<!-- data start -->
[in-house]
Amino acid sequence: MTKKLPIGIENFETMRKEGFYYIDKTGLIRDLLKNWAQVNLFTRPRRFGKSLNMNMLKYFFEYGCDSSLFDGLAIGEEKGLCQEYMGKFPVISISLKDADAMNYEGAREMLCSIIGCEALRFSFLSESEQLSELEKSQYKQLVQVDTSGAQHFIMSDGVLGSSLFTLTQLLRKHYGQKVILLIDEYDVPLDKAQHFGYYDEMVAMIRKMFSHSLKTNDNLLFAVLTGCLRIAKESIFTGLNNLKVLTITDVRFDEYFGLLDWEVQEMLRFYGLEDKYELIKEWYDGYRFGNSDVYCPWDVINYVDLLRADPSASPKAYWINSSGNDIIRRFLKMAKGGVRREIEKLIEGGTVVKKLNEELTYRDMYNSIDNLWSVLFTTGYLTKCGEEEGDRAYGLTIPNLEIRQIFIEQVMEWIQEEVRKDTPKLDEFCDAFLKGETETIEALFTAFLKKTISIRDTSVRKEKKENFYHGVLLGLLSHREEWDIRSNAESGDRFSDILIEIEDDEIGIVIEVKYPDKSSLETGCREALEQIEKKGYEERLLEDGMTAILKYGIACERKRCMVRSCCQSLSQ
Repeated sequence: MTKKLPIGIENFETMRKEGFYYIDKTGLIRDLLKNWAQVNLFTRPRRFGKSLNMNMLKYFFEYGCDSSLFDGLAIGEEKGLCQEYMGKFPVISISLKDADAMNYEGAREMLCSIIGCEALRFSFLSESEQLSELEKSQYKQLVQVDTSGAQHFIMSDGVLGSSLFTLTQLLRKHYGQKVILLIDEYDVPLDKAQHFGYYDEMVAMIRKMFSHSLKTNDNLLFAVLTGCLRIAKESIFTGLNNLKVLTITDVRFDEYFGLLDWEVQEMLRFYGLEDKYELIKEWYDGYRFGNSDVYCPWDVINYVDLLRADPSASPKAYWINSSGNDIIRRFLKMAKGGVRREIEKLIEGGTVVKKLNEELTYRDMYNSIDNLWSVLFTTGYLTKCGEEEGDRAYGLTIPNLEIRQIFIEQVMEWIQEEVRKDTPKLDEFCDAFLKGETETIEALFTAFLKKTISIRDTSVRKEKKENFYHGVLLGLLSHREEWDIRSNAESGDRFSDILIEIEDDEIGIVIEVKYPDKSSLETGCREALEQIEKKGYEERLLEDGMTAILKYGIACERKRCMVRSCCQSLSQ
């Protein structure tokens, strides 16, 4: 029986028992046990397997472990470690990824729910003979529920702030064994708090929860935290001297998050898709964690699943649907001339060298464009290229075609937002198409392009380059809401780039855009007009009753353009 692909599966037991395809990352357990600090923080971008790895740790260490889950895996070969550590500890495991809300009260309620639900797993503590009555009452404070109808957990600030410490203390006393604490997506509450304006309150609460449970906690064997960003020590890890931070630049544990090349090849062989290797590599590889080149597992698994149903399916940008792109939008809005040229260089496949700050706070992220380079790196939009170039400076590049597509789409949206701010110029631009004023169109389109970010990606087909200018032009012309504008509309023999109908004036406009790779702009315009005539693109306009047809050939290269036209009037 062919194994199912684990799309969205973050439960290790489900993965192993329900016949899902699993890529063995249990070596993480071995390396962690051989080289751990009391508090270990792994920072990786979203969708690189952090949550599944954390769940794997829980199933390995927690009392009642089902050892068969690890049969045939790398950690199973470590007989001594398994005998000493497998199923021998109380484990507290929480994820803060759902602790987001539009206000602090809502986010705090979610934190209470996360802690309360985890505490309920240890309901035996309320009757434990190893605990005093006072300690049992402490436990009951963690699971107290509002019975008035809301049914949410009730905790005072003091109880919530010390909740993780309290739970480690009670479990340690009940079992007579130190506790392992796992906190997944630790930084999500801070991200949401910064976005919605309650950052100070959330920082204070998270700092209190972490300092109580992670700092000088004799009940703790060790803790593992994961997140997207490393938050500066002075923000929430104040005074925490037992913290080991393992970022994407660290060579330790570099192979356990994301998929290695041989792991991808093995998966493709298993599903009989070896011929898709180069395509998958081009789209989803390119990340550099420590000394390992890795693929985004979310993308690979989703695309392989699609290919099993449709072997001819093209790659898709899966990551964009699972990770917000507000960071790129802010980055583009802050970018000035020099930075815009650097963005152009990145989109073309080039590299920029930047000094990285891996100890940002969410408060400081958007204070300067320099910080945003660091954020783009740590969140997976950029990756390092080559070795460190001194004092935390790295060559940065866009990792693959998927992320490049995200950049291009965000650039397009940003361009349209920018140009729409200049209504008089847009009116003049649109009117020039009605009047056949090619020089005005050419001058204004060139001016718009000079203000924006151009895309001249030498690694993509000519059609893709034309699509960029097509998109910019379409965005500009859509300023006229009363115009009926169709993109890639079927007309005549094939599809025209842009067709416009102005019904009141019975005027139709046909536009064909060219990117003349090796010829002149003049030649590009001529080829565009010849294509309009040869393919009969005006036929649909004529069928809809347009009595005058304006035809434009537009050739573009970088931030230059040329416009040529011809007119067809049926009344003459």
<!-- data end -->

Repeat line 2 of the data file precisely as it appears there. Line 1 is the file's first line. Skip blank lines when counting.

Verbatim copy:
Amino acid sequence: MTKKLPIGIENFETMRKEGFYYIDKTGLIRDLLKNWAQVNLFTRPRRFGKSLNMNMLKYFFEYGCDSSLFDGLAIGEEKGLCQEYMGKFPVISISLKDADAMNYEGAREMLCSIIGCEALRFSFLSESEQLSELEKSQYKQLVQVDTSGAQHFIMSDGVLGSSLFTLTQLLRKHYGQKVILLIDEYDVPLDKAQHFGYYDEMVAMIRKMFSHSLKTNDNLLFAVLTGCLRIAKESIFTGLNNLKVLTITDVRFDEYFGLLDWEVQEMLRFYGLEDKYELIKEWYDGYRFGNSDVYCPWDVINYVDLLRADPSASPKAYWINSSGNDIIRRFLKMAKGGVRREIEKLIEGGTVVKKLNEELTYRDMYNSIDNLWSVLFTTGYLTKCGEEEGDRAYGLTIPNLEIRQIFIEQVMEWIQEEVRKDTPKLDEFCDAFLKGETETIEALFTAFLKKTISIRDTSVRKEKKENFYHGVLLGLLSHREEWDIRSNAESGDRFSDILIEIEDDEIGIVIEVKYPDKSSLETGCREALEQIEKKGYEERLLEDGMTAILKYGIACERKRCMVRSCCQSLSQ